Apple Card raises the stakes for data-driven consumer experience
By David Appelberg
Last month Apple, a company known primarily for building smartphones and personal computers, launched what may be the most hyped financial product in history. Apple has pitched their Apple Card as a revolution in consumer payments, in much the same way that their phones and tablets have completely transformed the way we communicate, and you only need follow the reaction in the room at Apple’s Spring Event, or scan the chatter on social media to understand that there are a significant number of consumers who are inclined to agree.
However, a closer look at the Apple Card reveals very few features that, by themselves, could really be called innovative. Digital cards are already a thing, and cash-back, as an alternative to points, dates back almost thirty years. A number of providers in Australia and overseas offer cards with no annual or foreign transaction fees. The physical card doesn’t support contactless payments, and the interest and earn rates being offered by Apple are competitive but hardly market-leading.
So why all the fuss?
Apple has pitched its Card in a way that appears to have touched a nerve with many people, for whom the credit card experience has previously been incomprehensible, insecure and a burden, rather than a benefit for their financial wellbeing. They have sought to put the genuine and personal needs of the customer at the heart of the product and, at the same time, have set out to systematically eliminate the major points of friction that have bugged credit card consumers for decades. In many ways this is the iPhone moment for this category, in which Apple has taken an array of technology that is, for the most part, already available, and drawn it together to produce a truly differentiated customer experience.
Understanding how confronting the array of hidden fees and charges can be for the average credit card user, and how exasperating rewards schemes can be to even the most experienced point hack, Apple have sought to make their Card as simple and transparent a proposition for the user as possible. There are no fees. Balances are due at the end of the month. Rewards are based on a simple cash-back formula and can be tracked in-app and redeemed daily. Customer service is as easy as a text message and users are notified when their balance is due. User-friendly financial services tools allow consumers to see the effect of repayments on interest, track their spending, and identify the exact nature and location of each transaction. Again, this technology is not necessarily an Apple innovation – at Quantium we’ve been working with financial institutions to curate transaction data in this manner, through our Q.Refinery product, for some time. The Apple card demonstrates just how attractive this capacity can be when deployed intelligently in a consumer setting.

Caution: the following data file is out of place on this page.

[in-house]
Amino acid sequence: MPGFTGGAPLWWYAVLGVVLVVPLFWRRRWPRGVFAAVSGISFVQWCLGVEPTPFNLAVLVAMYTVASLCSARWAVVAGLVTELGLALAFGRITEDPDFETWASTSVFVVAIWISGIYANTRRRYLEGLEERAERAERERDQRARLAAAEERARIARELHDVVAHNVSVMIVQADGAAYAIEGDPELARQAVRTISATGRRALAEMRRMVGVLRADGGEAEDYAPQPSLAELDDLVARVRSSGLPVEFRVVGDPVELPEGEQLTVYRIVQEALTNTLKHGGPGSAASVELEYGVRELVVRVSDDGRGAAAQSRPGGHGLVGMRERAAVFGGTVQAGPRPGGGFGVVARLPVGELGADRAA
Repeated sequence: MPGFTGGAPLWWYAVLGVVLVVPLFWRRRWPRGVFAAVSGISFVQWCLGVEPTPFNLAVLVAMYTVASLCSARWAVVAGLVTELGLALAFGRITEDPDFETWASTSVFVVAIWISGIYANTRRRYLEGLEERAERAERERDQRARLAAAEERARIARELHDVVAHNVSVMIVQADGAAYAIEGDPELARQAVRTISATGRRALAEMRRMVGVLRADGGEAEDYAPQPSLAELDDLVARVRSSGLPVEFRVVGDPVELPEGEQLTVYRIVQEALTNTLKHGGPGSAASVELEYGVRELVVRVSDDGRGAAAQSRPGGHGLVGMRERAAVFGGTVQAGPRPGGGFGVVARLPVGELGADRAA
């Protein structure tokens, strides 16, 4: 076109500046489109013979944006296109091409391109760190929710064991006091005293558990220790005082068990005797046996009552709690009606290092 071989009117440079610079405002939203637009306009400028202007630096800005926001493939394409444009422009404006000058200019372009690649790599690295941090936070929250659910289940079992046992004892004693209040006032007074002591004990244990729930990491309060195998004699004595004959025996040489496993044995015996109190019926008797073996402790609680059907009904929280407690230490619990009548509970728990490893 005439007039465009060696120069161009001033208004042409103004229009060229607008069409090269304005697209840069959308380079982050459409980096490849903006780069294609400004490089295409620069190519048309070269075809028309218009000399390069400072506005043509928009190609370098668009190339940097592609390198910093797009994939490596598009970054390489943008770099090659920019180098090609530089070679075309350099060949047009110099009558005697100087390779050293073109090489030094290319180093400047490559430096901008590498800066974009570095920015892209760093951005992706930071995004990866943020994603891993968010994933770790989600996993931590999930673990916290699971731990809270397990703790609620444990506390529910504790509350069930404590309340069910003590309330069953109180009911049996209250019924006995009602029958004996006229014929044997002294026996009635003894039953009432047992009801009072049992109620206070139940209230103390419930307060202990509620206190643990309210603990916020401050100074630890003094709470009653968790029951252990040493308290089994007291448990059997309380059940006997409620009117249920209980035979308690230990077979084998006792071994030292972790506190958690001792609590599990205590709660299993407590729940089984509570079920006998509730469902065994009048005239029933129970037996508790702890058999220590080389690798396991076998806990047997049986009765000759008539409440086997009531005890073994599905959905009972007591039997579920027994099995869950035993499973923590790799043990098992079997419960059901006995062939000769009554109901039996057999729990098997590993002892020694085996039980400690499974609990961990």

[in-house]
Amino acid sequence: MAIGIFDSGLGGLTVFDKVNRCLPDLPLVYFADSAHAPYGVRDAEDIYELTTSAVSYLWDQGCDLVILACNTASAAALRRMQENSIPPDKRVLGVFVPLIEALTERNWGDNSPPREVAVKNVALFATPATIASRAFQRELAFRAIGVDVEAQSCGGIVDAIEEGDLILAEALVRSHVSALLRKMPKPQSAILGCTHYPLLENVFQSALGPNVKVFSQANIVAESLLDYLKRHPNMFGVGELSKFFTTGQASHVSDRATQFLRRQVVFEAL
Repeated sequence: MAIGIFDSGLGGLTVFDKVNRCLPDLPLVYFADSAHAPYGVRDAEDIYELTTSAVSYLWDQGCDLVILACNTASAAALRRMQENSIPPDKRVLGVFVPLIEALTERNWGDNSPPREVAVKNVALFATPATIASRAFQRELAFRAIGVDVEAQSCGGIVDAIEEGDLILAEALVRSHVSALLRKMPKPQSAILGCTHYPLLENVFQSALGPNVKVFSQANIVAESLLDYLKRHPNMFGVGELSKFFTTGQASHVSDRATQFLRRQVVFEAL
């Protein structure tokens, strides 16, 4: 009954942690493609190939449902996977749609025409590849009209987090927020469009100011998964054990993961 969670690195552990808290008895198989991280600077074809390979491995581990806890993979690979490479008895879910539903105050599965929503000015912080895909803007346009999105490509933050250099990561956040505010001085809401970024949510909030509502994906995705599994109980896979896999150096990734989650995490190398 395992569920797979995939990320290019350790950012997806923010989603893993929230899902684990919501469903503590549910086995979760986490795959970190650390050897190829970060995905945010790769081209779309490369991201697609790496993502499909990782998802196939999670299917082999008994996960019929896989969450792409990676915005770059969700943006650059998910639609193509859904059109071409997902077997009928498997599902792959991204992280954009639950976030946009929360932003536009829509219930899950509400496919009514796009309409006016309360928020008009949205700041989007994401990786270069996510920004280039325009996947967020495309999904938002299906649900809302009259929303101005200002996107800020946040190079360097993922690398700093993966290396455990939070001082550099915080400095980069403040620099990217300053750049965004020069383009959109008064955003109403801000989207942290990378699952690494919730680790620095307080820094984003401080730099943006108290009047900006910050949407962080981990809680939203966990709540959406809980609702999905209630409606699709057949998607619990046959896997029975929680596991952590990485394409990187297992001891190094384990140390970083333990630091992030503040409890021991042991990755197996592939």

In terms of security, Apple already has ample currency with its users when it comes to protecting their personal information and supplying secure platforms for them to carry out their day-to-day tasks. Apple Card combines the best of these privacy practices with market-leading credit card features such as dynamic security codes to give users peace of mind, whether shopping online or swiping the physical card in a corner store.
Finally, and arguably most importantly, the Apple card has harnessed the power of the consumer’s data dividend as a point of differentiation.
Whilst long-time Apple customers will take solace in Apple’s commitment to deny themselves access to any data they don’t need to run the product, don’t think for a moment that this platform will be data-agnostic. Many key features, including the translation of map and banking data into exact details of purchases, are powered by machine learning, and the whole point of its financial management tools is to harness user data for the benefit of the user. And that’s the key product differentiator at play: Apple are accessing user data to power a personalised and uniquely fulfilling customer experience, tapping into the true value that a consumer’s data holds for that person. In a world where consumers can often see little direct and tangible benefits from their data transactions, it’s an extremely compelling proposition.
Apple has the advantage of a two billion-strong fleet of devices to power its in-device machine learning initiatives, as well as a business model that relies on locking users into its ecosystem, so the pressure may not fall on Apple Card as a revenue stream so much as a customer retention tool. But the lessons are there to be seen for anyone seeking to maximise the value of their consumer data, in how powerful it can be when used to create a superlative and seamless customer experience, even when the product itself may not necessarily be ground-breaking.
The big question on our minds should be what, or who, is next? Apple have a tradition of opening the door to other innovators when they disrupt an industry – think Samsung and Google in smartphones. Banks are custodians of the largest caches of transaction data – will they and other card providers rise to the challenge? Will other tech companies make the leap into personal finance (Amazon have been playing in the space for some time)?
Quantium has more than 10 years’ proven experience in cleansing and curating transaction data for some of the largest and most trusted financial institutions in Australia and around the globe. We’d be delighted to speak with you about the ways in which data can be harnessed to help your business build your own unique and compelling experience for your customers.